Culture change needed ‘rather than more regulations and inspections’ on farms

A culture change is needed “rather than more rules, regulations and inspections” when it comes to safety on farms, according to Dr. Michael Sheehan, a dairy farmer and emergency medicine doctor from Co. Kerry.

Speaking on Radio Kerry about his recent research paper, ‘Trauma on Farms in the Republic of Ireland’, Dr. Sheehan said that farmers need to “step up and recognise that this is a dangerous occupation [and] there are unacceptable risks being taken”.

“Most people from farms can appreciate that it’s a dangerous workplace at times,” Dr. Sheehan said.

“Farms are often not just a workplace, but a home; a place where children play and where older people are helping or still running the farm.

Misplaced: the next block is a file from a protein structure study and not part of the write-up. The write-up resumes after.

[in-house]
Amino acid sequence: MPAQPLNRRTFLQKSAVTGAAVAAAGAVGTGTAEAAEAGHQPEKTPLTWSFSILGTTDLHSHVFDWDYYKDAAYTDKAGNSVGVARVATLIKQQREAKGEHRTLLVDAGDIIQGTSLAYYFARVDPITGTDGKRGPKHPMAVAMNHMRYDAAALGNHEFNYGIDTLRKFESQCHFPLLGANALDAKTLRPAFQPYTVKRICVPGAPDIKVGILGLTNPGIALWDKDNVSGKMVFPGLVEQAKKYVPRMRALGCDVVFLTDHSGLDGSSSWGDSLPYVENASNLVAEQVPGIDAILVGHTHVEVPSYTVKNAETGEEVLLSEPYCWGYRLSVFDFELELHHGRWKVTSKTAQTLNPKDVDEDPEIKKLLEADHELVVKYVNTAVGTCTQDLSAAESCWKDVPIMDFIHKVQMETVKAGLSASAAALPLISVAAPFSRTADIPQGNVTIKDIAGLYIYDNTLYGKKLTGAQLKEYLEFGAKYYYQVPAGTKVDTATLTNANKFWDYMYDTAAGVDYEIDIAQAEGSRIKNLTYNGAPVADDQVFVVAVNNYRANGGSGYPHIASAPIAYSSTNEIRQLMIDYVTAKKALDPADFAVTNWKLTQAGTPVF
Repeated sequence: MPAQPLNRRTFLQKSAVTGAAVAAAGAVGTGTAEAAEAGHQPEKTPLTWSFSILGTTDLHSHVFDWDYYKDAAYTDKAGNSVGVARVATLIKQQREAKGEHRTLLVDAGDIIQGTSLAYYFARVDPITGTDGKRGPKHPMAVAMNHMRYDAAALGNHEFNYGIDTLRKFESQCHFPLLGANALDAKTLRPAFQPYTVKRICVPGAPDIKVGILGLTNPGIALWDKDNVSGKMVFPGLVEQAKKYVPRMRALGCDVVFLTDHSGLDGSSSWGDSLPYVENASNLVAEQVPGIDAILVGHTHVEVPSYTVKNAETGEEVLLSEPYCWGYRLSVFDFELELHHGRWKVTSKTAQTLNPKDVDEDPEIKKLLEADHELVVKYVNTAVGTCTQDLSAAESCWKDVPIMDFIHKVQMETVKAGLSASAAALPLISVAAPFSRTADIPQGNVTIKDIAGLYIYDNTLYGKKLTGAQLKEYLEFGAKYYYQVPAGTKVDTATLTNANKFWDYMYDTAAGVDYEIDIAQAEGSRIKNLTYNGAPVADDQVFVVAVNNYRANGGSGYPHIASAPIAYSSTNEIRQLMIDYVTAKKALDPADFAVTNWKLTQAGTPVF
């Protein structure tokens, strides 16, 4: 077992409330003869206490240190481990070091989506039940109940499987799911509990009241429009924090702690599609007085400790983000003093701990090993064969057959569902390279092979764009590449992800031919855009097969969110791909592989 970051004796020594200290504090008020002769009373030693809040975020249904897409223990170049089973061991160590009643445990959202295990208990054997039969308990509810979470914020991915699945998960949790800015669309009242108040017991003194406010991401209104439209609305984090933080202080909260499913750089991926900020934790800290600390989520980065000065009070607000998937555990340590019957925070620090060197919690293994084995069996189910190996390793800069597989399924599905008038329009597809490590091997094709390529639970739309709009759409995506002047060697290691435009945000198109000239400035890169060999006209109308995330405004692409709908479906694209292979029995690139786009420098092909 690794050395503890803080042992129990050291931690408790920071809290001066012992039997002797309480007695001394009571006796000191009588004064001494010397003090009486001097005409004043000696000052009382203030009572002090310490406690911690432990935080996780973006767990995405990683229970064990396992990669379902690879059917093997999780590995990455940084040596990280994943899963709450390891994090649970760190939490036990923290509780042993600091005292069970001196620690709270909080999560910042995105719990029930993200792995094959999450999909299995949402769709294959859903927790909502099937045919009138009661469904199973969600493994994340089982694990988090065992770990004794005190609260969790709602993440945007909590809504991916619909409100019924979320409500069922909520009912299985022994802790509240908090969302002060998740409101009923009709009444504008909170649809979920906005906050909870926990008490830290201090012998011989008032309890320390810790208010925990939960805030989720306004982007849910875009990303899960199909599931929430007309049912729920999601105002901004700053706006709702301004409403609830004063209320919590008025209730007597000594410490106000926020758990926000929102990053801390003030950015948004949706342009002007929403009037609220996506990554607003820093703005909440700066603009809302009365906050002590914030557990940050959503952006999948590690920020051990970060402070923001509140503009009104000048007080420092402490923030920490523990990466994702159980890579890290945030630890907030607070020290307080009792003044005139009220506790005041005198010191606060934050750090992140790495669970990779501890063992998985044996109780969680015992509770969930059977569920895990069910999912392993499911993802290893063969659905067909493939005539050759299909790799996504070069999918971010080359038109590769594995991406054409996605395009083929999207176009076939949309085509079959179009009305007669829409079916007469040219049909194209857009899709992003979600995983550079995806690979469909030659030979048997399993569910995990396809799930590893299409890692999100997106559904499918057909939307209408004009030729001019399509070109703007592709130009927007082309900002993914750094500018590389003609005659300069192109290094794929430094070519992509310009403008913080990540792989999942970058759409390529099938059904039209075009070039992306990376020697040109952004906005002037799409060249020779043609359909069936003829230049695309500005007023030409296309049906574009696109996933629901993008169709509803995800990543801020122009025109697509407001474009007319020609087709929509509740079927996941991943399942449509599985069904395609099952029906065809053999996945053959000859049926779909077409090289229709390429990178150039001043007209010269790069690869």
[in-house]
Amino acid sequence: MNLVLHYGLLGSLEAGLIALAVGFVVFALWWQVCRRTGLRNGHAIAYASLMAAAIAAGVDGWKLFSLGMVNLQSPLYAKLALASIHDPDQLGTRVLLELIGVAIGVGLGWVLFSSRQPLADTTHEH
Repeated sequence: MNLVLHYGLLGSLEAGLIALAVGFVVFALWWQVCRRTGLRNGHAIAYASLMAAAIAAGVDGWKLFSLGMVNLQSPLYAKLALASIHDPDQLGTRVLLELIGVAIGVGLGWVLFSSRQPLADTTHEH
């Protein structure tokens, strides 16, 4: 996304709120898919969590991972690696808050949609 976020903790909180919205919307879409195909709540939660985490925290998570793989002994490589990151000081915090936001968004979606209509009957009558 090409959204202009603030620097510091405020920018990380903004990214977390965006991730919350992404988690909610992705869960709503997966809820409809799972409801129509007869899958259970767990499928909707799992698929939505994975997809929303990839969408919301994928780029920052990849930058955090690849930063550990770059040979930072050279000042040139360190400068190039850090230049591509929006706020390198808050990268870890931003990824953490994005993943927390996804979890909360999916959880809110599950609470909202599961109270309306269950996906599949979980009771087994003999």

“If you see yourself doing something unsafe, or you see your neighbour or your friends, call them out on it. They say that ‘culture eats strategy for breakfast’ – a culture change is what’s needed.”

Key findings of the research

Dr. Sheehan’s research paper, which was published during Farm Safety Week last month, shows that agricultural workers suffer more than twice as many non-fatal workplace injuries as workers in other sectors.

The paper was a study of the data collected as part of the Major Trauma Audit at the National Office of Clinical Audit.

The paper, which examines the period 2014-2016, is the first significant study concerning this topic in Ireland.

Key findings include:
  • The median age of patients was 54.5 years; the patients ranged in age from less than one year old to 93 years-of-age;
  • Peaks of attendances occurred at busy times of the year for farmers, in March and July;
  • Most patients arrived on a Monday (16.3%);
  • 33% of paediatric patients presented as a result of a ‘blow’, 26% due to a vehicle incident and 19% as a result of a fall less than 2m;
  • Current data indicates that dairy farming is the most dangerous type of farming in the Republic of Ireland.